Almost a year ago we departed from our focus on creation science and upset quite a few of you when we gave you A Brief Taste of Social Science. Today we’re going to do it again.
Look what we found at PhysOrg: Race may play significant role in presidential election, survey finds. Wow — this is social science at its best! Here are some excerpts, with bold font added by us:
Voters’ racial attitudes, both conscious and unconscious, may be a significant factor in this year’s U.S. presidential election, particularly since whites tend to prefer people of their own race, according to research presented at the 120th Annual Convention of the American Psychological Association.
That must have been shocking news to the assembled social scientists. No doubt, such an idea had never entered their minds. Here’s more:
“People may not even be aware that they have certain racial attitudes and that could be why, even with an African-American president in the White House for nearly four years, race continues to play a role in electoral politics,” Anthony G. Greenwald, PhD, said in an interview. Greenwald was lead researcher on a Anthony G. Greenwald, PhD, survey of 15,000 voters.
We can’t find a published paper, but here’s Greenwald’s faculty page at the University of Washington, and here’s Greenwald’s personal page at the University’s website. Let’s read on from the PhysOrg article:
The survey asked respondents about their political beliefs, how “warmly” they felt toward black and white people, and which presidential contender they preferred. The survey was done between January and April 2012, while the Republican hopefuls included Herman Cain, Newt Gingrich, Ron Paul, Mitt Romney and Rick Santorum. The research team also measured unconscious racial attitudes using the Implicit Association Test (IAT), which Greenwald developed more than a decade ago to measure thoughts and biases that people don’t realize they have. Variations of the test measure implicit attitudes about topics such as race, gender, sexuality and ethnicity.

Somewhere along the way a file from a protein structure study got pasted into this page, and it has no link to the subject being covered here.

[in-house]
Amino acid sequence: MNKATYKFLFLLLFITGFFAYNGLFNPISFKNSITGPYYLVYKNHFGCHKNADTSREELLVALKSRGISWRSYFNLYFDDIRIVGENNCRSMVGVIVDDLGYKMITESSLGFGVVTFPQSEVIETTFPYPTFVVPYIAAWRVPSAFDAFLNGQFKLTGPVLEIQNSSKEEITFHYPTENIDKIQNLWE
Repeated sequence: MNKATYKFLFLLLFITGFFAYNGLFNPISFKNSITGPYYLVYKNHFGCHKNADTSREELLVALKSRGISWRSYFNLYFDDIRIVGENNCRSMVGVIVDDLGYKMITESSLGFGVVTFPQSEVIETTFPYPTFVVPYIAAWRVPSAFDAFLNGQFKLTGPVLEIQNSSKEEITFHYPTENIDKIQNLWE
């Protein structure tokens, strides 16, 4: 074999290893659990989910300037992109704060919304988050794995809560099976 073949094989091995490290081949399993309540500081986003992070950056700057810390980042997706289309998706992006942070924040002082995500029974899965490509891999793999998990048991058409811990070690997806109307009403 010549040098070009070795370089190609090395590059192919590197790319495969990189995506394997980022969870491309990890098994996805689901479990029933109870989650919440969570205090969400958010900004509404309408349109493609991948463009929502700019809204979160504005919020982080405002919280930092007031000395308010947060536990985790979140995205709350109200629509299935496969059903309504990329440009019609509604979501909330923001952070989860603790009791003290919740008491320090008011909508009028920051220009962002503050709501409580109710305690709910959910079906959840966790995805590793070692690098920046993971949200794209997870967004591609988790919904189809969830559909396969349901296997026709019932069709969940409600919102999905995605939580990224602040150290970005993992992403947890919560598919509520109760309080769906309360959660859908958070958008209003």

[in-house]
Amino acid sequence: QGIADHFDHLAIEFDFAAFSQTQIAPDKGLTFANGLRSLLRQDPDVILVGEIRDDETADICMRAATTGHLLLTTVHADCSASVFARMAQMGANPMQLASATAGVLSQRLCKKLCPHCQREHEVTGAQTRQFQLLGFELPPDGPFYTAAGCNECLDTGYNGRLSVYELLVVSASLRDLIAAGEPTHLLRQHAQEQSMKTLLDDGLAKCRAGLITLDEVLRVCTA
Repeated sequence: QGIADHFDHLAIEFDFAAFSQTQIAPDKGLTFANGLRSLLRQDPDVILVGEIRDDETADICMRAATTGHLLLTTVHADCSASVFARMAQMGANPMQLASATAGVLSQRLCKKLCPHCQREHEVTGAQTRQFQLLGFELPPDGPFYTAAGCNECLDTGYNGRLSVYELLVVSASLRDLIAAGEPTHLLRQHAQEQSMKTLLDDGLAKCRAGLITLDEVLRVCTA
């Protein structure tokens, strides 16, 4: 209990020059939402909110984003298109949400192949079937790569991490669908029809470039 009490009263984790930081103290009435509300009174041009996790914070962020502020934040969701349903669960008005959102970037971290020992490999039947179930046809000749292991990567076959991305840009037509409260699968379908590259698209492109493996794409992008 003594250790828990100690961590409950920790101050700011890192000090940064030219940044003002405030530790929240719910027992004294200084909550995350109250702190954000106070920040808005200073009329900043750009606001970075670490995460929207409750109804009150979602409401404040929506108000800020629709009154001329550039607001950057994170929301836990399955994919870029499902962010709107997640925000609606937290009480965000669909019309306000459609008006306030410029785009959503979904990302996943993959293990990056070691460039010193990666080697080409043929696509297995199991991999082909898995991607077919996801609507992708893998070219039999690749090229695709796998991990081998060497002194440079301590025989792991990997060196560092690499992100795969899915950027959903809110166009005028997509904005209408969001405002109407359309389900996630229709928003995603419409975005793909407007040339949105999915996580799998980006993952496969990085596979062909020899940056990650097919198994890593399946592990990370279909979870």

The survey actually measures “unconscious racial attitudes” that people have without being aware of it. Fascinating! We continue:
The IAT results showed a pattern labeled “automatic white preference” among a majority of eligible white voters. The finding that some candidates are more attractive to voters with pro-white racial attitudes does not mean that those candidates are racist, Greenwald emphasized.
The candidates aren’t necessarily racist, but their voters are — they have an “automatic white preference” that Greenwald is able to detect. Here’s more:
Previous research has shown that both blacks and whites show explicit preferences for their own race, according to Greenwald. However, when it comes to implicit, or unconscious, preferences, blacks tend not to prefer one race over another, whereas close to 70 percent of white Americans show an implicit racial bias, he said.
The social scientist says that blacks tend not to prefer one race over another, and whites do. But see this from the New York Times: Election Results 2008. The voting results for Obama and McCain are broken down by several categories. If we’re reading it correctly, the racial breakdown shows that 95% of the black vote went for Obama, compared to only 55% of the white vote that went for McCain.
Somehow, the actual voting patterns in the last presidential election didn’t go according to Greenwald’s findings, but he’s not worried about that. He’s a social scientist.
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